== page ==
*This is the latest in a series of blog posts to address the list of '52 Things Every PhD Student Should Know' to do Cryptography: a set of questions compiled to give PhD candidates a sense of what they should know by the end of their first year. We continue the Mathematical Bac*

*kground section by outlining the use and advantages of projective point representation.*

**TLDR - Point doubling and addition on elliptic curve points requires a field inversion and several multiplications. We consider a field $K$ (of characteristic that is neither $2$ or $3$). Given an inversion in $K$ is significantly more expensive than multiplication, then it is generally more efficient to use projective point coordinates to compute these operations.**

### What is a projective point?

The projective form of the Weistrass equation (see Guys blog last week) for an elliptic curve $E$ is an alternative but equivalent way of defining a point. We do not gain any additional functionality and, in fact, we can define an equivalence relation. Let $c$ and $d$ be positive integers and $K$ is a field (of characteristic that is neither $2$ or $3$), then the equivalence relation $\sim$ on the set $K^{3}\backslash\{0,0,0\}$ of nonzero triples over the field $K$ is

$(X_1,Y_1,Z_1) \sim (X_2,Y_2,Z_2)$ if $X_1 = \lambda^c X_2,Y_1 = \lambda^d Y_2,Z_1= \lambda Z_2$ for some $\lambda \in K^*$.

The equivalence class containing $(X,Y,Z) \in K^3 \backslash \{0,0,0\}$ is

$(X:Y:Z) = \{(\lambda^c X, \lambda^d Y, \lambda Z) : \lambda \in K^*\}$.

We now have the

*projective point*$(X:Y:Z)$ and its*representation*$(X,Y,Z)$.Various projective coordinate systems have been proposed in the literature but for the purpose of this blog we consider the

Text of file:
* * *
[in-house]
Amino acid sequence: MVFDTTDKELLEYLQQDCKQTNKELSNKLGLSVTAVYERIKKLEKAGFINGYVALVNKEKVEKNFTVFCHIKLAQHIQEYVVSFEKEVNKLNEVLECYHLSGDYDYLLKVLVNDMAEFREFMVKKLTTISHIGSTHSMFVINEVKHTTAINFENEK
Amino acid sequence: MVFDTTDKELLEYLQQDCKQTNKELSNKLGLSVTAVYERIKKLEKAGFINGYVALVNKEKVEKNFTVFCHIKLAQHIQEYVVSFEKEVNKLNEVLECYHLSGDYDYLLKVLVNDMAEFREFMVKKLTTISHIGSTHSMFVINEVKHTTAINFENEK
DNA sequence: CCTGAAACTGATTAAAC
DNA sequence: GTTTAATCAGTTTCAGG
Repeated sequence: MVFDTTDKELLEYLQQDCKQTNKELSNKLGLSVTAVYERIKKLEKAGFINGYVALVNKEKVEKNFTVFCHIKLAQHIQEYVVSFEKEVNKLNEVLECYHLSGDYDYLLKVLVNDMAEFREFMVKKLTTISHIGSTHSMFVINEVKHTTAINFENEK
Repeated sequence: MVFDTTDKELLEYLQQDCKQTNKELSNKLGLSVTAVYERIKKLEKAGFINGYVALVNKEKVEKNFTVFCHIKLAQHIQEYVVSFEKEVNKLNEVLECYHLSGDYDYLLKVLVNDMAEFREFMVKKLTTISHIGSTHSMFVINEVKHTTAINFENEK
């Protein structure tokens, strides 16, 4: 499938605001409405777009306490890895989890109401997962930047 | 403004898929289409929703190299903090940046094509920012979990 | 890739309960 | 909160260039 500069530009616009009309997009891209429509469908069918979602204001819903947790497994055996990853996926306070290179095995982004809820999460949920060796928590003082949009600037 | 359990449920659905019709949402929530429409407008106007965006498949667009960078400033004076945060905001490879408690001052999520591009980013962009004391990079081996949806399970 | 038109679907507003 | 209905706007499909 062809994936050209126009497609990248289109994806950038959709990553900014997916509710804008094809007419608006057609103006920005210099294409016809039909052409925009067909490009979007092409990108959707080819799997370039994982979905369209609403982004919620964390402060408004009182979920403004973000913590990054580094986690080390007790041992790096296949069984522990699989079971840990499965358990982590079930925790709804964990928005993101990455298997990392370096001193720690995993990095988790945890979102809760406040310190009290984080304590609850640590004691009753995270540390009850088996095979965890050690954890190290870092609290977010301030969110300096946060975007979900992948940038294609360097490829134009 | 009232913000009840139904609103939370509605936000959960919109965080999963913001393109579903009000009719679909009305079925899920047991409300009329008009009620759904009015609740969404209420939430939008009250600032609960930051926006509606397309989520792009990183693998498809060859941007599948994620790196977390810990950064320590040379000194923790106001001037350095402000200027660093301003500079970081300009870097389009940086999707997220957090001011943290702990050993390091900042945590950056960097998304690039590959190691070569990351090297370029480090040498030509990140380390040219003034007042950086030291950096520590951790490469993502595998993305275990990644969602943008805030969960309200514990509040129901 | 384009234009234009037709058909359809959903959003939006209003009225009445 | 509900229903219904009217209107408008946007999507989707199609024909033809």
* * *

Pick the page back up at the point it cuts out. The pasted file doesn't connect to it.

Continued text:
*Jacobian*coordinate system. In this representation, the projective point $(X:Y:Z)$ where $Z \not= 0$ corresponds to the affine point $(\frac{X}{Z^2}, \frac{Y}{Z^3})$.### What are the advantages to using projective point representation?

Using projective point representation to compute point addition and doubling results in fewer field inversions and a higher number of multiplications (in comparison to working with affine coordinates). This can be demonstrated by converting the projective points to affine coordinates and attempting to simplify for addition and doubling operations. The resulting equation clears the denominators and hence removes the field inversion. At face value, this doesn't seem like a great achievement, however, evaluating a field inversion is significantly more computationally expensive than multiplication given the current state of the art in computer systems. To give an idea of the number of operations comparison for Affine vs Jacobian:

Format | Doubling | Addition |
---|---|---|

Affine | 1I, 2M, 2S | 1I, 2M, 1S |

Jacobian | 4M, 4S | 12M, 4S |

*Operation counts for point addition and doubling on*$y=x^3 - 3x + b$.

*I = inversion, M = multiplication, S = squaring.*

Exact performance counters are tricky as they will be dependant on the underlying platform and implementation. However, as long as field inversions remain significantly more expensive than multiplications, using affine coordinates will incur a high performance penalty over projective points.

### Any drawbacks?

Not that I know of (although I wouldn't consider myself an expert in this field). As ever, there is always the scope to cock-up the implementation and potentially leak bits of the underlying discrete logs through $Z$[1].

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